BOOK REVIEW: The War at Troy: What Homer Didn’t Tell
By Quintus of Smyrna
This reprint of the 1968 book, originally published by University of Oklahoma Press, is a narrative version of an epic poem written by Quintus circa 360 AD or so. It was meant to fill in the gap between Homer’s two poems, Iliad and Odyssey.
The Iliad, which tells the story of the Greek siege of the city of Troy, ends with the death of Hector, but Troy unconquered. The Odyssey begins after the fall of Troy. The War at Troy, then, fills in the gap--including the famous Trojan horse episode, as well as the death of Achilles.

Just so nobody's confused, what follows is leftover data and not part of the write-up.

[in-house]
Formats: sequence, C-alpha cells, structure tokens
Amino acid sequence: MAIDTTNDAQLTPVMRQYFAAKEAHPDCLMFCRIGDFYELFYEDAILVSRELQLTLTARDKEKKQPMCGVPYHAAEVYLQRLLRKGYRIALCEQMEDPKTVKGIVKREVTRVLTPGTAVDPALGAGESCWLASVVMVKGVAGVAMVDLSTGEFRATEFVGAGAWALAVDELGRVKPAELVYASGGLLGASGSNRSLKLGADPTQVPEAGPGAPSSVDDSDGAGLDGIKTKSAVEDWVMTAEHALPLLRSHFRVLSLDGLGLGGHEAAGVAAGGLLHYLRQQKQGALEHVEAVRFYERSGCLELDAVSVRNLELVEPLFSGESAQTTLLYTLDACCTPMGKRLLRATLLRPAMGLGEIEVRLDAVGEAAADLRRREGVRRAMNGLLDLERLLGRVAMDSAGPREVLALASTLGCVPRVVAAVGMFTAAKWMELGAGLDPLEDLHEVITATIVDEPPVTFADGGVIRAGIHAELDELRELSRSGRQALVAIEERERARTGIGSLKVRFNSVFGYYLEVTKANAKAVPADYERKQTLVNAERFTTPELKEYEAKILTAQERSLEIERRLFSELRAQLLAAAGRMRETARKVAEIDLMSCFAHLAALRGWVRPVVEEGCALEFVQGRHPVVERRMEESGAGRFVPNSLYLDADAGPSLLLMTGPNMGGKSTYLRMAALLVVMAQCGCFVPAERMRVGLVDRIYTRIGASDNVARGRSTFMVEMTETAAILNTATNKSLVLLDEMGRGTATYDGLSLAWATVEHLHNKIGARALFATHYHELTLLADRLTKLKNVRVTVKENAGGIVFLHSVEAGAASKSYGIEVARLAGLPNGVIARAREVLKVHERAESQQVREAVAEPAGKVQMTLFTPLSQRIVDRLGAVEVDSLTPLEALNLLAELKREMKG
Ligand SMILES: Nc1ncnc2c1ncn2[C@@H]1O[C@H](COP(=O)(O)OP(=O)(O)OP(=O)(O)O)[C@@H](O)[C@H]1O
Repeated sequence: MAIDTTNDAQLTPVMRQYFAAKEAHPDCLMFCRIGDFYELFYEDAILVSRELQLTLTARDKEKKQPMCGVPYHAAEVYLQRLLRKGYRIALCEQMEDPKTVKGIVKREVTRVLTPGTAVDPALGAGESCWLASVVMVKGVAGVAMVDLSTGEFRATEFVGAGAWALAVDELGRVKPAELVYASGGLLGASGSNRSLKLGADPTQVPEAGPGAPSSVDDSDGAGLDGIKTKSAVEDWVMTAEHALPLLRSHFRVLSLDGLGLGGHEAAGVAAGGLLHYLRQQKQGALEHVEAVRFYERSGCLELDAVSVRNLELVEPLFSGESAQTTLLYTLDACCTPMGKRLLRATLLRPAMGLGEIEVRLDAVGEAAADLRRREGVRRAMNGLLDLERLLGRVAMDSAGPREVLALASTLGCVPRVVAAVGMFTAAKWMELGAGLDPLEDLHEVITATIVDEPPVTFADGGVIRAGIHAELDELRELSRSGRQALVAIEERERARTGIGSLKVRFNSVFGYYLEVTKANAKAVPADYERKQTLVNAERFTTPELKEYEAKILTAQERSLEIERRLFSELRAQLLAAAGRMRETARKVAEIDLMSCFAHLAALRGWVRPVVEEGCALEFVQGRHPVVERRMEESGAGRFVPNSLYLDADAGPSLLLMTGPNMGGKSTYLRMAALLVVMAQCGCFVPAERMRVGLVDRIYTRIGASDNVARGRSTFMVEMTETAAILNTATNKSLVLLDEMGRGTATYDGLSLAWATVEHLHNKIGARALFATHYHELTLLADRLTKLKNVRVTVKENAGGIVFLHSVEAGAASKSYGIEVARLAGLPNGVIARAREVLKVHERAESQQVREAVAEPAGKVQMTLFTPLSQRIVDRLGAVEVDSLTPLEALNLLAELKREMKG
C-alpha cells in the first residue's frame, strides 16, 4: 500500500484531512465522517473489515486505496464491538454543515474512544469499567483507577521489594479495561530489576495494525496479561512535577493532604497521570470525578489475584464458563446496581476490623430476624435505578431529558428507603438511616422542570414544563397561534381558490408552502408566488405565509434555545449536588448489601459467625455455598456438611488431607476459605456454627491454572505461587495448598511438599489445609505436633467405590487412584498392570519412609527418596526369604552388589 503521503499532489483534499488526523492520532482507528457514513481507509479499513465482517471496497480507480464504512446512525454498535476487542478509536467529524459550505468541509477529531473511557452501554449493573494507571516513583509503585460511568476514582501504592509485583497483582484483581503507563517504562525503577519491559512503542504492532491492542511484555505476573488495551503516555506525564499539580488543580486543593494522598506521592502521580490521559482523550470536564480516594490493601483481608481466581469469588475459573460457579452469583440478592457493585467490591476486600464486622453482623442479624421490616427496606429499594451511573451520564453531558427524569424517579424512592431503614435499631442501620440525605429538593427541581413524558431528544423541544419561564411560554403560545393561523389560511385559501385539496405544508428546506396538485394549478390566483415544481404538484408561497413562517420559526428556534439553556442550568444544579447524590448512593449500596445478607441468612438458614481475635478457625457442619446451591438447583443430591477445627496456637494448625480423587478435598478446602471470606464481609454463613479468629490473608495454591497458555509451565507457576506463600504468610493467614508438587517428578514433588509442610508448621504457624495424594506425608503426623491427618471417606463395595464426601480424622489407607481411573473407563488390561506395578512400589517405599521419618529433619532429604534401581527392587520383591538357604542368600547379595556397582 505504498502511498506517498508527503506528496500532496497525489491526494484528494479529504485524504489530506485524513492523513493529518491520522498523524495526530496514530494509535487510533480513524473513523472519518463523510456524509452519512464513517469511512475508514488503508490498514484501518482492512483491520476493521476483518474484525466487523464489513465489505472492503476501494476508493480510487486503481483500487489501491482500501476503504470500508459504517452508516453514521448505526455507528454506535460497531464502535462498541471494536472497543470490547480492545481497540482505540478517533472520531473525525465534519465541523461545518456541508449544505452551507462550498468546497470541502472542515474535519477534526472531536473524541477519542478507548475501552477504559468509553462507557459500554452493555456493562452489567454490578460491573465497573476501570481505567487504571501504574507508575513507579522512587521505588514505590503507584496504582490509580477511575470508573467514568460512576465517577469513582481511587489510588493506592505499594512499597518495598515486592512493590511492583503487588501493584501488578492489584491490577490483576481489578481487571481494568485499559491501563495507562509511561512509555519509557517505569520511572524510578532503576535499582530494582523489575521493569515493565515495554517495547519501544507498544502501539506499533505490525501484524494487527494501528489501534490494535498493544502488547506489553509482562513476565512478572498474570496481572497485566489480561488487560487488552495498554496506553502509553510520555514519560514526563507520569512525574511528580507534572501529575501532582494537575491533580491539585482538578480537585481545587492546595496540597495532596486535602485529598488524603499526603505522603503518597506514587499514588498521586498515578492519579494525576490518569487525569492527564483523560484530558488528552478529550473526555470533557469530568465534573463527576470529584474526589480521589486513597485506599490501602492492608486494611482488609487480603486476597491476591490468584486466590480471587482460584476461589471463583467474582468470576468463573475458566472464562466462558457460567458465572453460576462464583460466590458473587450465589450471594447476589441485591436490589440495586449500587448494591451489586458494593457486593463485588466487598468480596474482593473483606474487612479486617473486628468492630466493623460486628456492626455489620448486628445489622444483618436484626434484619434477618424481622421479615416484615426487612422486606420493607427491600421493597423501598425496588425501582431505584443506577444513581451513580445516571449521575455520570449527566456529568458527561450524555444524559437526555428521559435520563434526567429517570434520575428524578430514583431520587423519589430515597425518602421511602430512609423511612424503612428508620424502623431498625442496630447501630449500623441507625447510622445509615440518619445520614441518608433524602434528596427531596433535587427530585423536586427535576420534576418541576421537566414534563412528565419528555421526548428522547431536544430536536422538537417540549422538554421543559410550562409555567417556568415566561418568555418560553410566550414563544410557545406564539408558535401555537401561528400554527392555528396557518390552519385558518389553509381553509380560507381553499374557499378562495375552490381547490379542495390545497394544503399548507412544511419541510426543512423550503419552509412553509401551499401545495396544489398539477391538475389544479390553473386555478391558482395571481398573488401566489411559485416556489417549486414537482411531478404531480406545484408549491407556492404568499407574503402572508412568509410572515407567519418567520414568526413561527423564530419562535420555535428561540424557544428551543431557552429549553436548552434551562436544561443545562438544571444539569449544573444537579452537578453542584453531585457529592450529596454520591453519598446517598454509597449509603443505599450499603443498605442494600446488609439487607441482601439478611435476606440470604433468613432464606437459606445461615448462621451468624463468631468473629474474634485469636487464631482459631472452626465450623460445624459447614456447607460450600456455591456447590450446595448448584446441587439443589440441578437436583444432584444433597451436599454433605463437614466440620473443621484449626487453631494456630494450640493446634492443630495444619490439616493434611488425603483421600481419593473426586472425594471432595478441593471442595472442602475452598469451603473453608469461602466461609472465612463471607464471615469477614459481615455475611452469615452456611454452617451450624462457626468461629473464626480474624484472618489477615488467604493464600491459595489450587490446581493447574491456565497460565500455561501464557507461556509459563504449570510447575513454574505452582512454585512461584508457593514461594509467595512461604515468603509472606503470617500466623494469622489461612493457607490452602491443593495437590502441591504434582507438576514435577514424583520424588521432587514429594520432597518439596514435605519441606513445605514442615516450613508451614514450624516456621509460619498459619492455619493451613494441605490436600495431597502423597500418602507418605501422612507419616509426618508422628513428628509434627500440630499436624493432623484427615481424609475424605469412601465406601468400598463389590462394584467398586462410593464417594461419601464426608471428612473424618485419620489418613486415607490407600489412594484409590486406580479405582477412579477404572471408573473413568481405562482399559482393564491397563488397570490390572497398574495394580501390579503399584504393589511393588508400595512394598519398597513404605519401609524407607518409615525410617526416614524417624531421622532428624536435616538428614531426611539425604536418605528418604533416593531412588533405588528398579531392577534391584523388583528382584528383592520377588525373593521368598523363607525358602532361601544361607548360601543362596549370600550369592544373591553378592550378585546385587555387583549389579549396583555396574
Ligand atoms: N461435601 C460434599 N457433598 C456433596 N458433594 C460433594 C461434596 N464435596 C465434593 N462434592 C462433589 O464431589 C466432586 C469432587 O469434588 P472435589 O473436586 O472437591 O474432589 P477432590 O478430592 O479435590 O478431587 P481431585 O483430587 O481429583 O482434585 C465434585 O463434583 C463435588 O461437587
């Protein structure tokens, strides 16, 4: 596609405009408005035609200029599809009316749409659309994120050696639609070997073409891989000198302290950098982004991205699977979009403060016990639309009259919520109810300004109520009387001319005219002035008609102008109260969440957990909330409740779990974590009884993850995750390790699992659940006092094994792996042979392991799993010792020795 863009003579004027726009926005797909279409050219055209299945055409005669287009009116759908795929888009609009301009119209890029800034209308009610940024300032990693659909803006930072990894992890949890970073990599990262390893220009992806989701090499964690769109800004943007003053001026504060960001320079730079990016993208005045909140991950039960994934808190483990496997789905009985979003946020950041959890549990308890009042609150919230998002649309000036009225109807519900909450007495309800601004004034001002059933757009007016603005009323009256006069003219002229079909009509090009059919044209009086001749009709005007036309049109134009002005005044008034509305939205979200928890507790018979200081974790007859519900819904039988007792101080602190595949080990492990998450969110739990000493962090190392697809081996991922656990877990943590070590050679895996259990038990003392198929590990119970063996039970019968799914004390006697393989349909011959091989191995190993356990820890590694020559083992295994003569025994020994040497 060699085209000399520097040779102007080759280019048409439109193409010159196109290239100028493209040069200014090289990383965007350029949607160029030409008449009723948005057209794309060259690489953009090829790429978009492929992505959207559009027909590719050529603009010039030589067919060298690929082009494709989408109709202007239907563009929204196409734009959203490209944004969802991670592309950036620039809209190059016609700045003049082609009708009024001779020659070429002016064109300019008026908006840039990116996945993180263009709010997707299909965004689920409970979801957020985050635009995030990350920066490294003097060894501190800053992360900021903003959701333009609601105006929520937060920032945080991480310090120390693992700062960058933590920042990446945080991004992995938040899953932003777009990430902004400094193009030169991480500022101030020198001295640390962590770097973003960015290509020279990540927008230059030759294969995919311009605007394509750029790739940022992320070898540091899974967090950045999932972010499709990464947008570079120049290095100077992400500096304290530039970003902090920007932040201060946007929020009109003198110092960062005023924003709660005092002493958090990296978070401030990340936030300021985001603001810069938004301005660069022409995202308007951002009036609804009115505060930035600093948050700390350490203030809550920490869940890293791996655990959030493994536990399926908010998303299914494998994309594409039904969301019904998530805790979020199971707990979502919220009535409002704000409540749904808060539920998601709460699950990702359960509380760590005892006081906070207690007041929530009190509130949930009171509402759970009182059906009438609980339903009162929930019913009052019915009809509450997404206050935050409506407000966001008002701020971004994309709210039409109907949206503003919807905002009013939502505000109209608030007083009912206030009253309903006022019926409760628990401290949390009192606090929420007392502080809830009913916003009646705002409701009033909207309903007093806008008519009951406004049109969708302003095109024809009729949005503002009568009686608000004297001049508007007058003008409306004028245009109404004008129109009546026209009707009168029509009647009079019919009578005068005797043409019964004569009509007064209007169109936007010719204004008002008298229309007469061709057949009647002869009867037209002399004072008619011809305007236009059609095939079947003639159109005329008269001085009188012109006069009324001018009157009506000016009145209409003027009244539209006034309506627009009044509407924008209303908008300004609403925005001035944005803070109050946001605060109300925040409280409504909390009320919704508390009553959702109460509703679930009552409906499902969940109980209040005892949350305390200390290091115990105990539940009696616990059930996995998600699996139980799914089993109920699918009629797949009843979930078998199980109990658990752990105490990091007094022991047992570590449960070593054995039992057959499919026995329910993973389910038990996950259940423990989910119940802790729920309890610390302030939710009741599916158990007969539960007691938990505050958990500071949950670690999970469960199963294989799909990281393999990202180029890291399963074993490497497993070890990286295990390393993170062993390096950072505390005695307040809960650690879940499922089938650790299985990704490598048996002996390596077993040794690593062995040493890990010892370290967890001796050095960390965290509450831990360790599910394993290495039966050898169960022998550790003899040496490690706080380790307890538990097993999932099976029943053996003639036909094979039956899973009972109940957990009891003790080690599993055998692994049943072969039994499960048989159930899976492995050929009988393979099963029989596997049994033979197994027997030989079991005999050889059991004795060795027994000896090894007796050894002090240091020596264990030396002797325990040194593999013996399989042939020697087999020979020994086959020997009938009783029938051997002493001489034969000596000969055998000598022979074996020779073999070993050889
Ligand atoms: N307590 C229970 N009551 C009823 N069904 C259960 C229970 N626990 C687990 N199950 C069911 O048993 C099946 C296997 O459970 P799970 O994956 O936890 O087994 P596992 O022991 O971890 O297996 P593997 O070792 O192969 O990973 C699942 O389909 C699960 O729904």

It is not an easy read. I am sure the translation must be pretty close, but when you take the liberty of changing poem into prose, it should be a little cleaner, a little tighter, and with more native verbs. As it stands, it conforms to the necessary tenets of English, but it lacks heroic prose. It’s workmanlike, and, well, that’s about it. Oddly enough, Combellack is primarily translating another text from 1891.
In any case, for those wanting their Quintus in a form other then from a Loeb, this is acceptable.